The Cultural Revolution (1966-76)
- Mao wanted to re-assert power over the CCP - cult of Mao reached its peak - Red Guard units were set up to purge imposters and rigthists - millions of men and women denounced and tortured to death - Education systems were abandoned and Chinese culture became sterile - hysterical masses went out of control and factionalised - Red Guards were sent off to the rural - leading to further deaths
Italy - Benito Mussolini
Mussolini was born into a socialist house. He remained a socialist until he returned from WW1 with a new perspective. He then started the fascist party. He and his fascist black shirt marched on Rome and claimed to have forced the government to allow Mussolini to be prime minister. Yet, the truth is the president of Italy feared Mussolini and gave him the position of minister without conflict. From this point, Mussolini gained support until he became leader of Italy.
Italian Economic situation:
- Inflation, the lire devalued to 1/5 of its original values.
- Italy still had massive war loans. The Italian debt was 6x the prewar level.
- Demobilization, returning soldiers
- Italian tourist trade and exports virtually came to a standstill. There was large scale unemployment.
Political conditions / weaknesses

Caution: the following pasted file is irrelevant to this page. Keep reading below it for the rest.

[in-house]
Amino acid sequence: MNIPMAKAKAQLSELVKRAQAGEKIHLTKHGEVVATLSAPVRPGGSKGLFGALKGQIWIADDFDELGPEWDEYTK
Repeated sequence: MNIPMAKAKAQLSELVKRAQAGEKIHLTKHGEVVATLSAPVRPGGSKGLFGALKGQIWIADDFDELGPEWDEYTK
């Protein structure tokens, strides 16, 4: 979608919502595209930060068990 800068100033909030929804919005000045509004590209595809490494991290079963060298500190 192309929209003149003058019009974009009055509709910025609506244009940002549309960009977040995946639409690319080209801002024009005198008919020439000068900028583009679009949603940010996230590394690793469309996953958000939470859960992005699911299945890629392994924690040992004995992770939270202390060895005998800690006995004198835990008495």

- Between 1914 and 1921- Italy had seven different prime ministers.
- No majority could stay in power.
- Orlando lost support and resigned in 1919.
- There was a general atmosphere of frustration and discontent amongst the Italian people due to the broken promises; the victory in the Great War was regarded as in complete because Italy did not receive control of regions it wanted - e.g. Fiume. The government was weak and failing.
- Universal suffrage introduced in 1918.
- Italian proportional system meant that political parties had to form coalitions in order to achieve anything in parliament.
- The Fascist's opponents were divided, the socialist and the communists did not work together. The Prime minister, Giolitti could not govern the country with the socialists opposing him in Parliament. He organized the 1921 elections, attempting to bring the Fascists in parliament, in hopes that they would back his liberal party.
- 1919 Elections: Fascists won 35 seats, while the socialists held 122. The socialists could still block the government's policy in parliament.
- Italian patriots felt the Italian government had betrayed them in 1919.
- Occupation of Fiume. In September 1919, a volunteer force led by the poet Gabrielle D'Annunzio took over Fiume. They were not driven out until January 1921.
- Soviets began establishing Soviets in 1920. Workers took over 600 factories.
- Peasants began simply taking land.
- Increasing strikes (worker-employer relations were strained), e.g. in the Po valley, and social unrest; the Liberals maintained a stance of neutrality, leaving workers and employers to work out problems themselves whereas the Fascists broke up strikes. The Fascists were thus able to appear as the only group willing and able to do something about Italy's social problems.
- Mussolini was the son of a blacksmith, and actively involved in Politics.
- Editor of the Avanti, an official socialist newspaper.
- Fought in the war, but was hurt in an army training exercise.